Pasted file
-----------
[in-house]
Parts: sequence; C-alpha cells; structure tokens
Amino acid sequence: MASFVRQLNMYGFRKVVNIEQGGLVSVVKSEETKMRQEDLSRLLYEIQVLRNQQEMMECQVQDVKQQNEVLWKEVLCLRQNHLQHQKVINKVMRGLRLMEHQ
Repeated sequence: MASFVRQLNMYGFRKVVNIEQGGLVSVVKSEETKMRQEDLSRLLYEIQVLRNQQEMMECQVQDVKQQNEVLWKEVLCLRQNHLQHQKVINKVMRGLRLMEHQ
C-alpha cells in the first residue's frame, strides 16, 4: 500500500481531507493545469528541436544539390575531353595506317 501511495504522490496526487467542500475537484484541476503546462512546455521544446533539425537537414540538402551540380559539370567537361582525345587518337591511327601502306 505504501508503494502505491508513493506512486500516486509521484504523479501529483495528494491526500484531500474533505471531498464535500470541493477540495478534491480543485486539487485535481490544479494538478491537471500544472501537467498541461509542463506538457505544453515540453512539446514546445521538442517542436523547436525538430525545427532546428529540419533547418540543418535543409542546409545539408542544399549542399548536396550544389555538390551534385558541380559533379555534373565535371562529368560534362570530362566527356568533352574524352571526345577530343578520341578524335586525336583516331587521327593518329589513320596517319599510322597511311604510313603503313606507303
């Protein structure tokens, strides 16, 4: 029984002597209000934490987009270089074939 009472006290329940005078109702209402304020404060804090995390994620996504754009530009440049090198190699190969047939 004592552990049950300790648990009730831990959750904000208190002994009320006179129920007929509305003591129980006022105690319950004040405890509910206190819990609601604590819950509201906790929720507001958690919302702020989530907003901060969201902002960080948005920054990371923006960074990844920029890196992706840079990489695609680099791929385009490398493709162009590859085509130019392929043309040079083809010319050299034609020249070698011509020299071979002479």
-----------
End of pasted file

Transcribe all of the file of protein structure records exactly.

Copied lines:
[in-house]
Parts: sequence; C-alpha cells; structure tokens
Amino acid sequence: MASFVRQLNMYGFRKVVNIEQGGLVSVVKSEETKMRQEDLSRLLYEIQVLRNQQEMMECQVQDVKQQNEVLWKEVLCLRQNHLQHQKVINKVMRGLRLMEHQ
Repeated sequence: MASFVRQLNMYGFRKVVNIEQGGLVSVVKSEETKMRQEDLSRLLYEIQVLRNQQEMMECQVQDVKQQNEVLWKEVLCLRQNHLQHQKVINKVMRGLRLMEHQ
C-alpha cells in the first residue's frame, strides 16, 4: 500500500481531507493545469528541436544539390575531353595506317 501511495504522490496526487467542500475537484484541476503546462512546455521544446533539425537537414540538402551540380559539370567537361582525345587518337591511327601502306 505504501508503494502505491508513493506512486500516486509521484504523479501529483495528494491526500484531500474533505471531498464535500470541493477540495478534491480543485486539487485535481490544479494538478491537471500544472501537467498541461509542463506538457505544453515540453512539446514546445521538442517542436523547436525538430525545427532546428529540419533547418540543418535543409542546409545539408542544399549542399548536396550544389555538390551534385558541380559533379555534373565535371562529368560534362570530362566527356568533352574524352571526345577530343578520341578524335586525336583516331587521327593518329589513320596517319599510322597511311604510313603503313606507303
């Protein structure tokens, strides 16, 4: 029984002597209000934490987009270089074939 009472006290329940005078109702209402304020404060804090995390994620996504754009530009440049090198190699190969047939 004592552990049950300790648990009730831990959750904000208190002994009320006179129920007929509305003591129980006022105690319950004040405890509910206190819990609601604590819950509201906790929720507001958690919302702020989530907003901060969201902002960080948005920054990371923006960074990844920029890196992706840079990489695609680099791929385009490398493709162009590859085509130019392929043309040079083809010319050299034609020249070698011509020299071979002479």